I fast track my way through the Santiago airport with my Kiwi passport, evading the US$95 reciprocity entry tax that our less fortunate Aussie passport holders have to pay before they're allowed into the country (apparently the Aussie government charges Chileans when they enter, so they extend the same courtesy!!).
I take the bus into town for a little over $1USD and check into the most well known and arguably the best hostel in Santiago; La Casa Roja (The Red House). It's a really cool high ceilinged stone building, located in a slightly rough area of the city named Barrio Brasil. The staff are super helpful and friendly - we get chatting about the options for local skifields. I'm gutted to learn that my plans of piles of powder and snowboarding for a few weeks are thwarted by catching the tale end of what the locals are calling one of the worst snow seasons in seven years!
I'm a bit despondent, questioning why I didn't stay in Peru where the surf was pumping!!! Fortunately, I discover a local steakhouse just around the corner, Las Vacas Gordas (The Fat Cows) and attempt to drown my sorrows with cheap Chilean red wine and eating my body weight in flame grilled steak. After the ground-hog days of eating fish and rice in Peru I swear it's the best steak I've ever had!
Churches damaged in the 2010 earthquake
The next day, I get chatting to a local Chilean by the name of Victor in my hostel about my newly formulated plan to hit up Pichilemu - (home to a few epic breaks including the famed Punta de Lobos). It turns out that I'd be shit-out-of-luck with that plan too as it's the 'Dieciocho' celebrations - basically a big party that spans a week centred around the 18th of September to celebrate Chile's independence from the Spanish Empire. For the Chileans, it's the loosest time of the year - around two million (or an eighth) of Chile's population head to the coast during this period so all of the buses to Pichilemu are booked out!
Victor just so happens to be heading down to Pichilemu in a car with his mate Felipe and they have a spare seat and even a spare tent for the campsite. Stoked!
We cram into Felipe's hatchback, where I cram myself in between the beer, boards, backpacks and bongo drums! An hour or so out of Santiago we pull up at a humble wooden shack selling food on the side of the road.. where I discover the Latin American equivalent to the kiwi meat pie - empanadas! They're basically a big tasty baked or deep fried pastry filled with cheese (lots of cheese!) and typically steak, olives, onion and one boiled egg. Artery cloggingly amazing!!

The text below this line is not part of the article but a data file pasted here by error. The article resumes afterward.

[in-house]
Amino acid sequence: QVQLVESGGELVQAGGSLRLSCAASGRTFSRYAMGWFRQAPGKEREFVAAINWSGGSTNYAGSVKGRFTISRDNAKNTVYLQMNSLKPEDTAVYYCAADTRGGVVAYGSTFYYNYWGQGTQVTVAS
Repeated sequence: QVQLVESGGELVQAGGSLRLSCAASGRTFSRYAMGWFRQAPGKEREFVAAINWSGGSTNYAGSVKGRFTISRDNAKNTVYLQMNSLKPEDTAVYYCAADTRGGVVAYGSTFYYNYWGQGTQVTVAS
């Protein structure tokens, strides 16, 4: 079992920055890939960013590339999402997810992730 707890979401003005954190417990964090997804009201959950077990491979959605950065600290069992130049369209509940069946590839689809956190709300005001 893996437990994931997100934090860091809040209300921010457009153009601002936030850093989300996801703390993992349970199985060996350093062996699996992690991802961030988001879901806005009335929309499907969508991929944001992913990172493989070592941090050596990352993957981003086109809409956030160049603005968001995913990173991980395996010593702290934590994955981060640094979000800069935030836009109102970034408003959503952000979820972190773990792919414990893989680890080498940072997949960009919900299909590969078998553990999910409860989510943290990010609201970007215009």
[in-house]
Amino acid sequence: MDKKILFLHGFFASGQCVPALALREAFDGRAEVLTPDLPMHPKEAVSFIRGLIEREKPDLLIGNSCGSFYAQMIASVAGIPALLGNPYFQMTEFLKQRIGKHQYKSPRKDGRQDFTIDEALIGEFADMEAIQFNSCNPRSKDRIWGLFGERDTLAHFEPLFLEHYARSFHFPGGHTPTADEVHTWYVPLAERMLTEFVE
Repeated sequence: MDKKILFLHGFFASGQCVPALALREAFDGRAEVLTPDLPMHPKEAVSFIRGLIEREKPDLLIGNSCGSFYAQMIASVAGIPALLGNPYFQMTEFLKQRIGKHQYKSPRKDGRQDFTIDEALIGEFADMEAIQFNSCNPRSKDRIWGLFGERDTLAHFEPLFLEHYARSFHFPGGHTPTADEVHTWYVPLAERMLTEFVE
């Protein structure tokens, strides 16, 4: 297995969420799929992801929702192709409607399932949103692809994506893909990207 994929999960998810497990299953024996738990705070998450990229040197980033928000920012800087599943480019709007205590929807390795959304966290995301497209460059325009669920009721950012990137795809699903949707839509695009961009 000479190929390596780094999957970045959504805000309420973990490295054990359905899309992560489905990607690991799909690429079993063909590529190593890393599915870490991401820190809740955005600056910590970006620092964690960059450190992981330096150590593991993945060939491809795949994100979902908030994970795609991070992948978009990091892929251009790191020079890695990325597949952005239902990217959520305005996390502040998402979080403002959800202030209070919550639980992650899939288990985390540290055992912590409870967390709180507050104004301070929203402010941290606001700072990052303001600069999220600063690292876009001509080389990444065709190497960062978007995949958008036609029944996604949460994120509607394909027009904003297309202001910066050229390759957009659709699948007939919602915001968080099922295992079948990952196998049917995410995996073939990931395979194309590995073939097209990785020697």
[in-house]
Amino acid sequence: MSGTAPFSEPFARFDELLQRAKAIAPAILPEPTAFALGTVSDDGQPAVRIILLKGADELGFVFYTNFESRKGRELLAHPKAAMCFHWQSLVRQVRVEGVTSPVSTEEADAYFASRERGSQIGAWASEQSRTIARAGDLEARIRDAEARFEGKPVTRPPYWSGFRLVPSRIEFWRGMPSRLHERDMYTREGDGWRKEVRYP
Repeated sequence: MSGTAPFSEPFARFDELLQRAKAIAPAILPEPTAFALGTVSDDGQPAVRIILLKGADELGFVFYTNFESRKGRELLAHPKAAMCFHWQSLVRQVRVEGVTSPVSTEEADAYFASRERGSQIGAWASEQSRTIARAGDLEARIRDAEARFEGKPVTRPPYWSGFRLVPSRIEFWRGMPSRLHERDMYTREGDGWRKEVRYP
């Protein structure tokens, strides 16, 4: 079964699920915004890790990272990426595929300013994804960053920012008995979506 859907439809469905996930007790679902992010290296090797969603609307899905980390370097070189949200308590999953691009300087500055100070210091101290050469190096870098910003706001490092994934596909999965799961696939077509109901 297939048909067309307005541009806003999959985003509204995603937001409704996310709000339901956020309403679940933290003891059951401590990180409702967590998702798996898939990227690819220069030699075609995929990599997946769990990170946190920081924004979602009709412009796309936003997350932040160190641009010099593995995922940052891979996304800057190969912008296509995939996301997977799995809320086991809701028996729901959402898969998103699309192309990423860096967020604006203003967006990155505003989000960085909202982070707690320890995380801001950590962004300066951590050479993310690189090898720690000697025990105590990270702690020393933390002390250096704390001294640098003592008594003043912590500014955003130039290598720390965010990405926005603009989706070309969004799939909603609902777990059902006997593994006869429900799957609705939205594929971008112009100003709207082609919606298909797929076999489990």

The remainder of ride down is a heap of fun; Victor and Felipe are so pumped the whole time - they can't stop singing and laughing! We stop off at Felipe's parent's house on the way - they live in a quaint stone house surrounded by a small nut orchard which they run full-time. I'm simply blown away by their hospitality; they are such genuine and friendly people, despite speaking roughly 0% English (and my Spanish not much better) they welcome me into their home like family and force-feed me food and bottomless cups of coffee. We load the car up with even more beer and wine at a local tienda (you can get a decent bottle of red for around $4!) and we're on our way.
A roaring campfire greets us when we roll into our campsite at Pichilemu in the late evening - we're perched on the top of a hill in a paddock overlooking the small town. It's surprisingly similar to the east coast of NZ - rolling green hills with macrocarpa trees dotted along the fencelines and vast pine plantations stretching into the distance. We have a mixed bag of Chileans and other nationalities at the camp (most of them work at the hostel) - the one problem I have is that they're all speaking Spanish!! I'm stoked on this situation as it gives me the perfect opportunity to learn more than my current arsenal of a few basic words.
Pichilemu camping Chilean Style!
I quickly learn that the Chileans party hard - these guys crank the tunes until the early hours, then after a few hours rest the beers are flowing and the meat is sizzling on the open fire grill again by mid morning. After a couple of nights of this I think it's some form of sinister revenge when one of the neighbours cranks up his skillsaw right beside our campsite around 7am - peak hangover time! To add insult to injury I've come down with some form of food poisoning.. I've got cold sweats and I'm retching my guts out all day while trying to find the balance between the hot sun and the freezing wind blowing straight off the frigid Pacific Ocean.
One evening we head to the Afonda - a huge party under a giant marquee in the centre of the town. Buckets of Corona on ice, Piscolas (a local brandy called Pisco with Coca Cola on ice), and the infamous cocktail 'Terremoto' (earthquake) were flowing freely.
One of the novel things about this experience is that other than the crew I'm with, I only see a handful of other gringo tourists over the entire week. At times it feels like I'm a one-man travelling freak-show. Walking down the street people routinely stop, stare, point and blatantly take photos of me as they walk or drive past.
There's a point break in town, La Punta, a long left which has been a bit raw and bumpy but it really turns on one arvo. It's absolutely pumping!! I race back up to the campsite to grab my gear; Victor and I suit up and paddle out. The empanadas and drinking catch up with me and I get the the biggest beating I've had in South America. Set after relentless set pound the crap outta me, grossly exacerbated by the hand and feet numbing 11 degree water! I'm wearing a hood and booties but I'm losing so much heat from my thin 3/2 wetsuit I can hardly surf!
With the festivities over, my amigos heading back to Santiago and a new swell on the charts it's time to settle into surf mode again. I check into Pogue's cabanas,